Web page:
Posted by | April 21, 2010 18:41 | Filed under: Top Stories

The “big three,” as USA Today calls them, are:

Solicitor General Elena Kagan: As dean of the Harvard Law School she lamented the presence of military recruiters on campus, because she didn’t like their policies of discrimination against gays, but realized the school would lose funding if they were booted.

“This action causes me deep distress,” Kagan wrote that morning in October 2003. “I abhor the military’s discriminatory recruitment policy.” It is, she said, “a profound wrong — a moral injustice of the first order.”

Conservatives would make her opposition to the federal rule that recruiters be allowed on campus or lose aid an issue, even though she’s stated that as Solicitor General, her job would be to defend the statute, especially given that the Supreme Court has ruled unanimously in its favor.

Merrick Garland, who supervised the prosecution of Timothy McVeigh: He’s a federal appeals court judge about whom Republican Senator Orrin Hatch said could be confirmed “virtually unanimously.”

Garland landed clerkships with federal appeals court Judge Henry Friendly in New York and Supreme Court Justice William Brennan in Washington. He worked at the Justice Department from 1979 to 1981 before joining Arnold & Porter.

Garland told the Senate Judiciary Committee in 1995 that the Supreme Court members he most admired were Chief Justice John Marshall and Justice Oliver Wendell Holmes. Garland promised to try to be “as brief and pithy” as Holmes.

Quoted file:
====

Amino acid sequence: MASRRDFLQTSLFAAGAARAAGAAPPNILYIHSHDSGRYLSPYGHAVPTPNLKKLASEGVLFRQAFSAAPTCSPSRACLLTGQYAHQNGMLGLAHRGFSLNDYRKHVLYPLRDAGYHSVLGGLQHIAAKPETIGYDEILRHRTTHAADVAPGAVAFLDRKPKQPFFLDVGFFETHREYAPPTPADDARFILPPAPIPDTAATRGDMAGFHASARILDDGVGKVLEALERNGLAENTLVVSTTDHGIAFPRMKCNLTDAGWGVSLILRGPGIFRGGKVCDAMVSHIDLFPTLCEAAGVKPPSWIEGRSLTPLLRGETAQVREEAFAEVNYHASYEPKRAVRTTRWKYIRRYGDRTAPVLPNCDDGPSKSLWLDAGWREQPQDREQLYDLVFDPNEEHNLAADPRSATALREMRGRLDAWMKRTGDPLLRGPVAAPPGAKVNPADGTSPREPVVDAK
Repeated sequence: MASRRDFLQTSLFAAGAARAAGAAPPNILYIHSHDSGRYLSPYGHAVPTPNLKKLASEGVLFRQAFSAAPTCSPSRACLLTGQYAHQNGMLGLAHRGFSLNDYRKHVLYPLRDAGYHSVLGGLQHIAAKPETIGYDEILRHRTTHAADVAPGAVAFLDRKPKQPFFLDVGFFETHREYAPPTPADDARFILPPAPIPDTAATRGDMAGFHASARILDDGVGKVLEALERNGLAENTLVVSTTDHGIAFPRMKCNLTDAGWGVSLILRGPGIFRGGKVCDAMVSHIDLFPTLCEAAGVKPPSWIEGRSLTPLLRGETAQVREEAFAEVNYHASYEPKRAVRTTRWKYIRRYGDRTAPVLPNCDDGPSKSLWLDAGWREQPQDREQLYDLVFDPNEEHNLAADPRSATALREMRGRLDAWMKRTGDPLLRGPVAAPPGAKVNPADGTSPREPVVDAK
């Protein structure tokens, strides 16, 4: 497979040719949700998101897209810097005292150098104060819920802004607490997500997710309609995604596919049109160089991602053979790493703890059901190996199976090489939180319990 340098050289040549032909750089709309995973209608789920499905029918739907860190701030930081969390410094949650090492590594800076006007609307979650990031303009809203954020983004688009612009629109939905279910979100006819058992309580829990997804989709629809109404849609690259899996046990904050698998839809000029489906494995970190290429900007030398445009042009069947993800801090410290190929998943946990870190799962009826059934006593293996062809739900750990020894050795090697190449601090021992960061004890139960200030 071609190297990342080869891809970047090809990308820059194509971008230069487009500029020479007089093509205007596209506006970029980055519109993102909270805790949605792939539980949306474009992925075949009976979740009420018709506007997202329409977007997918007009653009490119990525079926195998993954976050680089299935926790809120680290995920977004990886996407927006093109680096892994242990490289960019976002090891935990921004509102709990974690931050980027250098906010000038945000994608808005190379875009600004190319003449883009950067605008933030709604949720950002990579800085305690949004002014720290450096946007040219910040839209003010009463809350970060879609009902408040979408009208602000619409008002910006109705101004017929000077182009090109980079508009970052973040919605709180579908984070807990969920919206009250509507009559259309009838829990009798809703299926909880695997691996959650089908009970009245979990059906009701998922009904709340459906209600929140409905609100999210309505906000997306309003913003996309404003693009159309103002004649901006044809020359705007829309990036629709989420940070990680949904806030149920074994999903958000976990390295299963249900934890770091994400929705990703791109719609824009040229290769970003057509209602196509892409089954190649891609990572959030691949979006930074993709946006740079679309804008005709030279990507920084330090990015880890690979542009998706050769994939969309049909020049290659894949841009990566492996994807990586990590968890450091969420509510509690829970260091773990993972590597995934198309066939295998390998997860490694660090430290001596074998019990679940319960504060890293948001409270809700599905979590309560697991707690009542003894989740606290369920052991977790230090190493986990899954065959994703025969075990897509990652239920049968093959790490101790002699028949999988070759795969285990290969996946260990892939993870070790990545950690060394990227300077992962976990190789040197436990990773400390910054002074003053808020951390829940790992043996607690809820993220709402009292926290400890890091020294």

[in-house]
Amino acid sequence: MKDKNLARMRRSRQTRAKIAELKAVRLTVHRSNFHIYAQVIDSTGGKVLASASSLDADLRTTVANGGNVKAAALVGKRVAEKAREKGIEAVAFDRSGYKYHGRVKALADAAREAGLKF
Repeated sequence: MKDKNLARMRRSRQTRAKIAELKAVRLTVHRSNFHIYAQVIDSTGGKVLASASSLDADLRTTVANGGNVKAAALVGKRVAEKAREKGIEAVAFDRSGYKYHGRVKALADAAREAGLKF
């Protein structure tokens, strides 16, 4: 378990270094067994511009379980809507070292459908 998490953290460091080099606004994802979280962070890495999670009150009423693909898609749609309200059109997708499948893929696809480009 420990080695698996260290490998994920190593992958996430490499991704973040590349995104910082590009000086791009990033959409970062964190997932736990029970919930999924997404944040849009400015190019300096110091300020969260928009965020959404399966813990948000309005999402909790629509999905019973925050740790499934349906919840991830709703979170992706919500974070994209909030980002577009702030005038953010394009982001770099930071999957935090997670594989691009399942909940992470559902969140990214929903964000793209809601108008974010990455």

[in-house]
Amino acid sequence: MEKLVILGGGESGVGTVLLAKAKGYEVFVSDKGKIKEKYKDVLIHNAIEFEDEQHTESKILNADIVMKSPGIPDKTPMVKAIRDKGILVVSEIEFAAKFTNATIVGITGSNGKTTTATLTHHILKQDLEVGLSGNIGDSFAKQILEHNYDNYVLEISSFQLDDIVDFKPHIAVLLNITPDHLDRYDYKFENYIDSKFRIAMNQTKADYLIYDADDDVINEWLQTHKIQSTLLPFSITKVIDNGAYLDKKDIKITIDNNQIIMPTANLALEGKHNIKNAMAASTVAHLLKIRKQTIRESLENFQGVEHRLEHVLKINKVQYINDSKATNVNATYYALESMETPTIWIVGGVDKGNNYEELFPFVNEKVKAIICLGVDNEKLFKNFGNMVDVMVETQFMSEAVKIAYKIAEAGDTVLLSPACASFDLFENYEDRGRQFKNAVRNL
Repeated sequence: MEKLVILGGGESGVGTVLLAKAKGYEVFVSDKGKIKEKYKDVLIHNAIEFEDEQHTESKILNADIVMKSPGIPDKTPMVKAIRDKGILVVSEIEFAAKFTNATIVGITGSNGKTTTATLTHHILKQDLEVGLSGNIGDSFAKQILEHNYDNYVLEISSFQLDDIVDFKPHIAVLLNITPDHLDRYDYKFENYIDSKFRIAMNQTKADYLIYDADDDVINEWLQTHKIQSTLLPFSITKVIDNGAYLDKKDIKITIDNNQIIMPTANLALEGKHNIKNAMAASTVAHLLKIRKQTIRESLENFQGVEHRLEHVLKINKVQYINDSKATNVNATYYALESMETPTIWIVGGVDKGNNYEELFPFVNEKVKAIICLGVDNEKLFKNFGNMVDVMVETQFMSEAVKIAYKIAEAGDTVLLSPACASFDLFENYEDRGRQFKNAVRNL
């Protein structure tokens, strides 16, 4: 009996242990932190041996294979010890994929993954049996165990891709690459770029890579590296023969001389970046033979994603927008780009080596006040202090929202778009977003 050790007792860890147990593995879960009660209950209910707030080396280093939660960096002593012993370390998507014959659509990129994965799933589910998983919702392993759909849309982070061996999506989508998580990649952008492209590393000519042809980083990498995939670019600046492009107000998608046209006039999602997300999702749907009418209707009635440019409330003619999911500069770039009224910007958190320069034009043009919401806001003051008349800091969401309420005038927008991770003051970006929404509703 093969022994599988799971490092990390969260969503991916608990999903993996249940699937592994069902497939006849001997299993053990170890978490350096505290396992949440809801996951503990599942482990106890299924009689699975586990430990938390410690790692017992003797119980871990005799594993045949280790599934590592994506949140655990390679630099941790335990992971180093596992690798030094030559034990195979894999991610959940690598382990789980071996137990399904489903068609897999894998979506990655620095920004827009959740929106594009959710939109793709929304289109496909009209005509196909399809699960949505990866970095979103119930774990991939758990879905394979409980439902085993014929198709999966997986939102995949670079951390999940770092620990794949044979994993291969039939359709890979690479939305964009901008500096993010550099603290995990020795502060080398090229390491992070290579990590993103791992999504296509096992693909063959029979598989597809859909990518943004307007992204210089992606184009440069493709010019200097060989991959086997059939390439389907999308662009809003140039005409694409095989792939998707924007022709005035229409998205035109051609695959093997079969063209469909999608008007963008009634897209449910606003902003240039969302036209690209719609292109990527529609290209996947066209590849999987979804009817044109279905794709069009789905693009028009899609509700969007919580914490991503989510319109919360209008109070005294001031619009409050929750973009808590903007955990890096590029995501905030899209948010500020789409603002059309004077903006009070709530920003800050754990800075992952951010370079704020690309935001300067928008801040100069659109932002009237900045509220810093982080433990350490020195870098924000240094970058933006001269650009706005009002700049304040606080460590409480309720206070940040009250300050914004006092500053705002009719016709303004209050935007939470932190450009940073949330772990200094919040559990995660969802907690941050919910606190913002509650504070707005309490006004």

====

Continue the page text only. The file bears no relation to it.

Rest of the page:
One of Garland’s notable rulings was striking down enemy combatant status in 2008 for a Chinese man who was held at Guantanamo prison.

Garland’s opinion mocked the government’s contention that it had enough evidence because of allegations in three documents.

“The fact that the government has ‘said it thrice’ does not make an allegation true,” Garland wrote, referencing a 19th century poem by Lewis Carroll, “The Hunting of the Snark.”

Federal Judge Diane Wood taught at the University of Chicago Law School when Barack Obama taught there.  The right wing will attack her for a controversial ruling in Scheidler v National Organization for Women on using RICO laws against abortion protesters.  The Supreme Court disagreed with her position that RICO could be applied in 2003 with only John Paul Stevens dissenting. Even though the issue was application of the RICO law, and not a woman’s right to choose, abortion opponents are alright citing this as an “extreme” view on abortion.

Other possibilities:

Former Georgia chief justice Leah Ward Sears; Montana-based federal Judge Sidney Thomas; and former Yale law school dean Harold Koh…Homeland Security Secretary Janet Napolitano, who was the former governor of Arizona, and Michigan Gov. Jennifer Granholm.

And there could be a wild card, such as Judge Ann Claire Williams, the first African-American appellate judge in the federal Seventh Circuit.

President Reagan first appointed Williams to the federal bench in 1985, making her the first African American woman to serve as a district judge in the Seventh Circuit.

She was elevated to the appellate court under President Clinton, becoming the first black judge to serve on that court and the third African American woman appointed to any federal appellate court in the nation.

Prior to joining the bench, Williams was an assistant U.S. attorney for the Northern District of Illinois. Before attending law school, according to her résumé, she taught third grade in the Detroit public schools.

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By: Alan

Alan Colmes is the publisher of Liberaland.